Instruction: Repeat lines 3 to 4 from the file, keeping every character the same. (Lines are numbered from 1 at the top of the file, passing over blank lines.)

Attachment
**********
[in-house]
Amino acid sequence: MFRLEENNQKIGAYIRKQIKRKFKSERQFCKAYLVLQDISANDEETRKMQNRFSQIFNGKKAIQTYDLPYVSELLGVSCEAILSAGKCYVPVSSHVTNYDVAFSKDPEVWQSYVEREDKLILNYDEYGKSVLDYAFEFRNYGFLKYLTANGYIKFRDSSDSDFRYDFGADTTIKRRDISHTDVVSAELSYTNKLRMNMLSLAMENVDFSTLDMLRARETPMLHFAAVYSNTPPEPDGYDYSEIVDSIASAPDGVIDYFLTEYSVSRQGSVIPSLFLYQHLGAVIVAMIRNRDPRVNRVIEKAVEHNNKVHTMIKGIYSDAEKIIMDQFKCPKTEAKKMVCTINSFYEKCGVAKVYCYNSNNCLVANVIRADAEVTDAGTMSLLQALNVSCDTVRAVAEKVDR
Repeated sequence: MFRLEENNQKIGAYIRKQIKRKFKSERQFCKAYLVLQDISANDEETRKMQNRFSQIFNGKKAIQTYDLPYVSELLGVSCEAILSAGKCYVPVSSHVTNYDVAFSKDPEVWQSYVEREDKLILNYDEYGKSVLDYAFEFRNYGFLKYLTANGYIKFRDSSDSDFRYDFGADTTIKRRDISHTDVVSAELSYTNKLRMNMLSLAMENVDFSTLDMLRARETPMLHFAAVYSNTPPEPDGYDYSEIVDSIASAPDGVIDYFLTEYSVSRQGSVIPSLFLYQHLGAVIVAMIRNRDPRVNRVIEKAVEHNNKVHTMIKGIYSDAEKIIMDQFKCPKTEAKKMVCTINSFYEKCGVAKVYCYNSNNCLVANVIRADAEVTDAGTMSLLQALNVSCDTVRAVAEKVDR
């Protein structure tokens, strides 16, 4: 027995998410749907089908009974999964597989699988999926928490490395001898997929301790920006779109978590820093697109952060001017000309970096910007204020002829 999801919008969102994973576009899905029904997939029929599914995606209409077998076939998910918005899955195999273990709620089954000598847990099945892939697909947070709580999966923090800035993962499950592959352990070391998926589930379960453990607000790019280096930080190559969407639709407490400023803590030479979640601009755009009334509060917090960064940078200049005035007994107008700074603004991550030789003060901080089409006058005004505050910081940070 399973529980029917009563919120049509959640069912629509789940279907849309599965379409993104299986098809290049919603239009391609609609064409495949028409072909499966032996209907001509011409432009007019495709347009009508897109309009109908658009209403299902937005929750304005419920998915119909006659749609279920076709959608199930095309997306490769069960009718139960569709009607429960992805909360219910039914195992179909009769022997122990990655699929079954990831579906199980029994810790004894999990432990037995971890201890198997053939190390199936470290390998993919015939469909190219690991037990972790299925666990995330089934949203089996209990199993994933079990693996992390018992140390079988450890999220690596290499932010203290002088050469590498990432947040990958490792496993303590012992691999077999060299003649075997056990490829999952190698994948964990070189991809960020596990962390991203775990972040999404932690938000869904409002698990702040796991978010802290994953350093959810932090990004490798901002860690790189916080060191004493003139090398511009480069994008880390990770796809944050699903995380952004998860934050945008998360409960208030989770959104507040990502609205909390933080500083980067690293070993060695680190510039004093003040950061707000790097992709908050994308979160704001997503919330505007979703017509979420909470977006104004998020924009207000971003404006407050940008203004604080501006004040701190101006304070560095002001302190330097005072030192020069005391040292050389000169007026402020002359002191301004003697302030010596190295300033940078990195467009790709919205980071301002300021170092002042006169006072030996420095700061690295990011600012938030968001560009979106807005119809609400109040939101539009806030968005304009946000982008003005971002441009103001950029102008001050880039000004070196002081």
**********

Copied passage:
Repeated sequence: MFRLEENNQKIGAYIRKQIKRKFKSERQFCKAYLVLQDISANDEETRKMQNRFSQIFNGKKAIQTYDLPYVSELLGVSCEAILSAGKCYVPVSSHVTNYDVAFSKDPEVWQSYVEREDKLILNYDEYGKSVLDYAFEFRNYGFLKYLTANGYIKFRDSSDSDFRYDFGADTTIKRRDISHTDVVSAELSYTNKLRMNMLSLAMENVDFSTLDMLRARETPMLHFAAVYSNTPPEPDGYDYSEIVDSIASAPDGVIDYFLTEYSVSRQGSVIPSLFLYQHLGAVIVAMIRNRDPRVNRVIEKAVEHNNKVHTMIKGIYSDAEKIIMDQFKCPKTEAKKMVCTINSFYEKCGVAKVYCYNSNNCLVANVIRADAEVTDAGTMSLLQALNVSCDTVRAVAEKVDR
């Protein structure tokens, strides 16, 4: 027995998410749907089908009974999964597989699988999926928490490395001898997929301790920006779109978590820093697109952060001017000309970096910007204020002829 999801919008969102994973576009899905029904997939029929599914995606209409077998076939998910918005899955195999273990709620089954000598847990099945892939697909947070709580999966923090800035993962499950592959352990070391998926589930379960453990607000790019280096930080190559969407639709407490400023803590030479979640601009755009009334509060917090960064940078200049005035007994107008700074603004991550030789003060901080089409006058005004505050910081940070 399973529980029917009563919120049509959640069912629509789940279907849309599965379409993104299986098809290049919603239009391609609609064409495949028409072909499966032996209907001509011409432009007019495709347009009508897109309009109908658009209403299902937005929750304005419920998915119909006659749609279920076709959608199930095309997306490769069960009718139960569709009607429960992805909360219910039914195992179909009769022997122990990655699929079954990831579906199980029994810790004894999990432990037995971890201890198997053939190390199936470290390998993919015939469909190219690991037990972790299925666990995330089934949203089996209990199993994933079990693996992390018992140390079988450890999220690596290499932010203290002088050469590498990432947040990958490792496993303590012992691999077999060299003649075997056990490829999952190698994948964990070189991809960020596990962390991203775990972040999404932690938000869904409002698990702040796991978010802290994953350093959810932090990004490798901002860690790189916080060191004493003139090398511009480069994008880390990770796809944050699903995380952004998860934050945008998360409960208030989770959104507040990502609205909390933080500083980067690293070993060695680190510039004093003040950061707000790097992709908050994308979160704001997503919330505007979703017509979420909470977006104004998020924009207000971003404006407050940008203004604080501006004040701190101006304070560095002001302190330097005072030192020069005391040292050389000169007026402020002359002191301004003697302030010596190295300033940078990195467009790709919205980071301002300021170092002042006169006072030996420095700061690295990011600012938030968001560009979106807005119809609400109040939101539009806030968005304009946000982008003005971002441009103001950029102008001050880039000004070196002081």